The scriptures abound in testimonies which substantiate these statements, but a few must suffice. God declares by the prophet Jeremiah, “ I have set thee over the nations, and over the kingdoms, to root out, and to pull down, and to destroy, and to throw down, and to build, and to plant.” It is no less the province of the genuine gospel of Christ, to root ap and exterminate every thing in the moral and intellectual systems, contrary to the nature of God and the happiness of his offspring, than it is to plant “the word of life," and build up the kingdom of holiness and peace. The unerring teacher, who spake not as the scribes, but as one having authority, is express on this point. “Every plant,” says he, “which my heavenly Father hath not planted, shall be rooted up.” The great apostle of the gentiles, adds the weight of his testimony. “Yet once more, I shake not the earth only, but heaven also." The meaning undoubtedly is, he will produce revolutions not in the civil institutions only, but in all ecclesiastical establishments and moral habits of the world, which are in opposition to the genius and requirements of the everlasting gospel. “ And this word, yet once more, signifieth the removing of those things that are shaken, as of things that are made, that those things that cannot be shaken, may remain.” Thus certain it is that agitations and revolutions ever have, and ever will attend the preaching and operations of the genuine doctrine of “Jesus and the resurrection,” till "all things are made new," and the true God is known and worshipped as, “ALL in ALL."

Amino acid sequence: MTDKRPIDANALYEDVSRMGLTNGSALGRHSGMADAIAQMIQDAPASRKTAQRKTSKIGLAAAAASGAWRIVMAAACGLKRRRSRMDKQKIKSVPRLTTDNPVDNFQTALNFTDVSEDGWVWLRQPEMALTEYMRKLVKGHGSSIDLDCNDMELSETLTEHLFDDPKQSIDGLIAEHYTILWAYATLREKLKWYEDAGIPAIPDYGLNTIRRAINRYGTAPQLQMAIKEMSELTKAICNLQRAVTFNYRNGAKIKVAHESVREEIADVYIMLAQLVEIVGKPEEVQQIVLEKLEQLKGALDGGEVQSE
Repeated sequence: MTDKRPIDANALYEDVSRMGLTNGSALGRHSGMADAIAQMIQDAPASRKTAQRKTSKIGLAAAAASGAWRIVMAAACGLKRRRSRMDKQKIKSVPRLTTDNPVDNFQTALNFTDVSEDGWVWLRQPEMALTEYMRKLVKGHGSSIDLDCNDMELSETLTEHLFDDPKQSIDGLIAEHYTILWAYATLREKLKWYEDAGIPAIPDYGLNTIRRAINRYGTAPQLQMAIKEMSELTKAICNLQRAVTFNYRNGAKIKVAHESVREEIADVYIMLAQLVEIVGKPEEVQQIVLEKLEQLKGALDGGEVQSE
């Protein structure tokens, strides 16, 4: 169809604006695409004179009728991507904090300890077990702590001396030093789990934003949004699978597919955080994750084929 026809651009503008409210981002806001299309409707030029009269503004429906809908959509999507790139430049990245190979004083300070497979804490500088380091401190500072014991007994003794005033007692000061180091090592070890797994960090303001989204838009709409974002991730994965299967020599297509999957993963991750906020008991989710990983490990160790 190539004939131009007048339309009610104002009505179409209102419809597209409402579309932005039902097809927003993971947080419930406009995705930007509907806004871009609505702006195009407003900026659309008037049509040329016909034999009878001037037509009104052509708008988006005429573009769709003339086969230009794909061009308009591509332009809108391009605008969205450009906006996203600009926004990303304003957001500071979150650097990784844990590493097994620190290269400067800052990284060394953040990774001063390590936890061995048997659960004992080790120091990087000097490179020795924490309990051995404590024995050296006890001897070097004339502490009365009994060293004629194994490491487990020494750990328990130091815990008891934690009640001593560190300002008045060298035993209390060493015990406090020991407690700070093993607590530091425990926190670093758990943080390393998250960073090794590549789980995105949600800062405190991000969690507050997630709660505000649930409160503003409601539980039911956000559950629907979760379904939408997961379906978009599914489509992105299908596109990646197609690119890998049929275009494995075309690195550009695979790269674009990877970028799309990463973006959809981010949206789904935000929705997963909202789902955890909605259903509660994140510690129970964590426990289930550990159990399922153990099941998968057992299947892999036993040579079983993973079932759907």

Something of this kind has undoubtedly been witnessed in the promulgation and spread of "the common

salvation” in this place. The slumbering feelings and the hitherto inactive abilities of the friends of Jesus and of man, have been roused to noble exertions. They have arisen from “the dust and shaken themselves. The exhibition of their efforts astonishes contiguoustowns and distant churches of the Lord Jesus. So commodious and splendid a temple of love and of homage, of prayer and praise, has rarely, if ever, been completed iu so short a period of time. With propriety you may repeat the language of an eminent servant of our master, “We can do all things through Christ who strengtheneth us." Ini your

efforts and progress thus far, you have probably produced a general excitement in this place, and in the neighboring villages and towns. Some have gathered with you,

and many have endeavored to scatter abroad. Sonie are friendly, and others inimical to the prosperity of your society. Some approve, and others oppose the universality of “the gospel of the grace of God,” in which you believe and rejoice. But, brethren, you